While most of his colleagues have been supportive, Patrick has the distinct impression that they do not fully understand trans and non-binary identities, and he has been faced with some quite personal and uncomfortable questions from colleagues. Others consistently refer to him using the wrong name and pronouns, despite being corrected and reminded repeatedly. Patrick feels unable to confide in their head of department, as she has also  made several ill-judged comments in reference to trans people and to Patrick. Unable to bear the weight of educating alone, Patrick feels that his department could benefit from trans-awareness training and for his colleagues to champion trans inclusion in the department. Yet Patrick is aware that if a referral or request for training is made, they will know it likely originated from him, which he fears will draw further attention to him and his trans status.

Patrick is also often misgendered when meeting new colleagues and external partners. Patrick finds these situations increasingly difficult to deal with and has begun to avoid external meetings, conferences and networking events. Patrick feels saddened and frustrated by this, particularly given how important these opportunities are for their career development and further employment opportunities. Patrick has also been offered the opportunity to teach on an undergraduate course, yet he is very concerned about whether the students will respect him as a nonbinary trans person. Patrick needs support to fulfil their full potential and develop their academic career.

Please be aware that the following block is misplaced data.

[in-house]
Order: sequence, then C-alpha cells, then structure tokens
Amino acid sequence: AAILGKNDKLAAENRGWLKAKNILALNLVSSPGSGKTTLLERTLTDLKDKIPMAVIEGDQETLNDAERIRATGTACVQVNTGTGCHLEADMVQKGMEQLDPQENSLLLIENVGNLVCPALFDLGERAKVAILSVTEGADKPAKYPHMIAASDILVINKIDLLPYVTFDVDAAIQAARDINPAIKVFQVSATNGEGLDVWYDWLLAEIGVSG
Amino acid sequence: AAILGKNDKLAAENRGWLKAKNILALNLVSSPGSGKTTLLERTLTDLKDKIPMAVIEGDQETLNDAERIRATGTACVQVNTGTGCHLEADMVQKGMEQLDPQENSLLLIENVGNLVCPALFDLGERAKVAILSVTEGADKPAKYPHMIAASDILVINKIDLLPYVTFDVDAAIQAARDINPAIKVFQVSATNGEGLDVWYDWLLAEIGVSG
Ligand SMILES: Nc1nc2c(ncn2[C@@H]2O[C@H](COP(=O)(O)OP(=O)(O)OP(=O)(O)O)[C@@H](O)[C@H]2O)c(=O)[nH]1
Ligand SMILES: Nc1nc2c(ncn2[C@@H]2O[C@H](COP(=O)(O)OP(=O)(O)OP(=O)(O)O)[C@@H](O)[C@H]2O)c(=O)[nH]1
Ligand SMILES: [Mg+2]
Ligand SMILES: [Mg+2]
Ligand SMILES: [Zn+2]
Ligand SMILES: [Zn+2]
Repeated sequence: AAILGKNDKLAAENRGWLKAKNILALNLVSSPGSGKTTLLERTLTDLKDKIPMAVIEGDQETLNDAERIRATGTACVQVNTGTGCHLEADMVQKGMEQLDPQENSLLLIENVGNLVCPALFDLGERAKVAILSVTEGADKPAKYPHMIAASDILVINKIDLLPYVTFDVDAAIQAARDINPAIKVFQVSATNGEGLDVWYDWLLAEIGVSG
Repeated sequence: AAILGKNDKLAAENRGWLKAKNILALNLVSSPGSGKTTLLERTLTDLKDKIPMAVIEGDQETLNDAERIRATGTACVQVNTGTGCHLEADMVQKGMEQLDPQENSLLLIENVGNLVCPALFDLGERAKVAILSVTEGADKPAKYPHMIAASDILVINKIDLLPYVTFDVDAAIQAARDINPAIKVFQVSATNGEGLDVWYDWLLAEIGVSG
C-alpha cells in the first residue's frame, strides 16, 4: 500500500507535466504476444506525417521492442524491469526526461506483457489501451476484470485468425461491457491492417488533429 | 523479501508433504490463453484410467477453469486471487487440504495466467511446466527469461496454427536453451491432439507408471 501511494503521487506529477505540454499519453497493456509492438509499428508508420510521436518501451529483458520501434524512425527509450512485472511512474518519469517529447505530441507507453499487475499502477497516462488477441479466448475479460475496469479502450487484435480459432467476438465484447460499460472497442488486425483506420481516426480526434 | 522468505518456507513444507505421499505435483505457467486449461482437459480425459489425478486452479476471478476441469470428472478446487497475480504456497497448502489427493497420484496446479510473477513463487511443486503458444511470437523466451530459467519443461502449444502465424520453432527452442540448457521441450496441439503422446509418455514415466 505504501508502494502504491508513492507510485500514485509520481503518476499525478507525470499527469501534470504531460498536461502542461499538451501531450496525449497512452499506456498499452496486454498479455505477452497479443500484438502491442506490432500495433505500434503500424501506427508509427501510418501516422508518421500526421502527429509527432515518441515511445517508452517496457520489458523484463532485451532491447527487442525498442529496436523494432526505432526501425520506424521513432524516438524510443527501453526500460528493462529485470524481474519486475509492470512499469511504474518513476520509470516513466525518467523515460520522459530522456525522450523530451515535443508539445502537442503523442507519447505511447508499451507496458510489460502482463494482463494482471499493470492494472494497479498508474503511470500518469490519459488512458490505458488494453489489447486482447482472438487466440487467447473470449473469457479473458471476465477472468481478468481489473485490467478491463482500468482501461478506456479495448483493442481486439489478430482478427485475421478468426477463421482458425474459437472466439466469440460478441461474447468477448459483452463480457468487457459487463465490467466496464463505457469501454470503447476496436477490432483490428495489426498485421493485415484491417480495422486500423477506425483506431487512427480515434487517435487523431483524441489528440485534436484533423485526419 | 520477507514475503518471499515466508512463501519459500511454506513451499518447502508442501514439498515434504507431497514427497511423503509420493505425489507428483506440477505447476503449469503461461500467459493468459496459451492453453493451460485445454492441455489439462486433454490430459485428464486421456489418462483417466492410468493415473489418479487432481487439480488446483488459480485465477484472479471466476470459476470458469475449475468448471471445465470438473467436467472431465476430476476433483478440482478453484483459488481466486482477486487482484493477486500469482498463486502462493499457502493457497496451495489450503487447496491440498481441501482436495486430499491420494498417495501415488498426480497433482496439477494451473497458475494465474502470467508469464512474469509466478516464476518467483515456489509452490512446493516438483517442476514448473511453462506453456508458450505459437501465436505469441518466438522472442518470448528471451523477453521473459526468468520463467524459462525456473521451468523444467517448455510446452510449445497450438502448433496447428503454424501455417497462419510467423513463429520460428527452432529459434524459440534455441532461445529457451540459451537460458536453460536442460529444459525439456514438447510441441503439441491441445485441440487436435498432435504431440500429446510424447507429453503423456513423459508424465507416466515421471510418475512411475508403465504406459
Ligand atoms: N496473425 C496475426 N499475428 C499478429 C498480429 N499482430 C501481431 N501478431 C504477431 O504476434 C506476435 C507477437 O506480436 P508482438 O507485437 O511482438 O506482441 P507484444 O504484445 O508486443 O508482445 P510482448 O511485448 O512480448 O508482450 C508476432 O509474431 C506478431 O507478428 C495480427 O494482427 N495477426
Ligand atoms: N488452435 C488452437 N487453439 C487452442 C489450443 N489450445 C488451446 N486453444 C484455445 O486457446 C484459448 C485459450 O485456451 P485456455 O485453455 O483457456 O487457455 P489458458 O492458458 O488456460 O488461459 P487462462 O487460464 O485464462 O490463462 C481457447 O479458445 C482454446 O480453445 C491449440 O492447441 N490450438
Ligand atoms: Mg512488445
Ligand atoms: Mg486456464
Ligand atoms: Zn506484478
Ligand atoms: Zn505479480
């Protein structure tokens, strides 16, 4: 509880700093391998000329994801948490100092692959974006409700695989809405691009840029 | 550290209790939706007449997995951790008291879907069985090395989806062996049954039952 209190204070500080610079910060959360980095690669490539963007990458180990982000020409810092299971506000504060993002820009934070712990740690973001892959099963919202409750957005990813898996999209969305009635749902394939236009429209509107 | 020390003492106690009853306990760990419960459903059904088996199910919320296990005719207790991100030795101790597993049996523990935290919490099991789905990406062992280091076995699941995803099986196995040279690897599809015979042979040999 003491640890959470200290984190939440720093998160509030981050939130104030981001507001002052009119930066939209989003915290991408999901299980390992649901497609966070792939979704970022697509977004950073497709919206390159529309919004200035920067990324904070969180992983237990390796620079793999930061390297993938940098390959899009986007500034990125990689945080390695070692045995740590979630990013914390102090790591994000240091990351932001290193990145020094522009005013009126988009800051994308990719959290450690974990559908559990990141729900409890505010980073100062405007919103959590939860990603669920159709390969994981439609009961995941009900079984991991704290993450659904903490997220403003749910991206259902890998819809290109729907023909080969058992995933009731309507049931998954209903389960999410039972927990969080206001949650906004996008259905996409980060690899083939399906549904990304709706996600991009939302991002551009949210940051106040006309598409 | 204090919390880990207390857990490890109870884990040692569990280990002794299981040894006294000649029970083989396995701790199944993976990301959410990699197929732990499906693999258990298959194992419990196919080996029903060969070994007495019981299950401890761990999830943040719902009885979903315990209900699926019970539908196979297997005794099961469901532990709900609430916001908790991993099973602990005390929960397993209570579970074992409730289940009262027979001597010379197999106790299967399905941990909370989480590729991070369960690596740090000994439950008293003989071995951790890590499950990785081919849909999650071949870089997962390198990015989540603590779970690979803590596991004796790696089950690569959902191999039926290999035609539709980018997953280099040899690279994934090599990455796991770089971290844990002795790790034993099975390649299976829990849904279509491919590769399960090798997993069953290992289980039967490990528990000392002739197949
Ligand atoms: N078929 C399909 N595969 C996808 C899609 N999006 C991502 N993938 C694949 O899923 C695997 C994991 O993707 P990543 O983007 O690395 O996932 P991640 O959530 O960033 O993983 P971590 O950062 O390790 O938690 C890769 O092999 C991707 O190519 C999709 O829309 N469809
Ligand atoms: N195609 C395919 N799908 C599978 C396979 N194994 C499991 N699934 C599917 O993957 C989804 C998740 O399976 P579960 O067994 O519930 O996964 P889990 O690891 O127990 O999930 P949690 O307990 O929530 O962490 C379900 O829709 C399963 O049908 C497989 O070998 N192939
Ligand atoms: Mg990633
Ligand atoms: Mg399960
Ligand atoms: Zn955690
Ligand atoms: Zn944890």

What would help Patrick?

Support from colleagues by introducing names and pronouns in all settings, making it easier for Patrick to disclose his.

Trans or LGB+ allies or champions programme so that others take the initiative and responsibility for raising awareness and championing trans equality.

Named contact for staff to provide bespoke support and guidance to Patrick. The named contact may also be able to assist in conversations with Patrick’s colleagues and department.

Departmental and university initiatives around trans and LGBT+ equality, including events, activities, training and work towards achieving a charter mark. Instigating these conversations on departmental and institutional levels can serve to direct the focus away from specific individuals and towards a focus on wider structural and cultural change.

LGBT+ research and staff networks to provide Patrick with peer support, advice and community.

Trans policy with clear code of conduct and accountability processes to set out the institution’s expectations and what recourse individuals have if they are facing difficulties from colleagues or students.

Trans and gender diversity awareness sessions for students, both as part of induction and in core modules.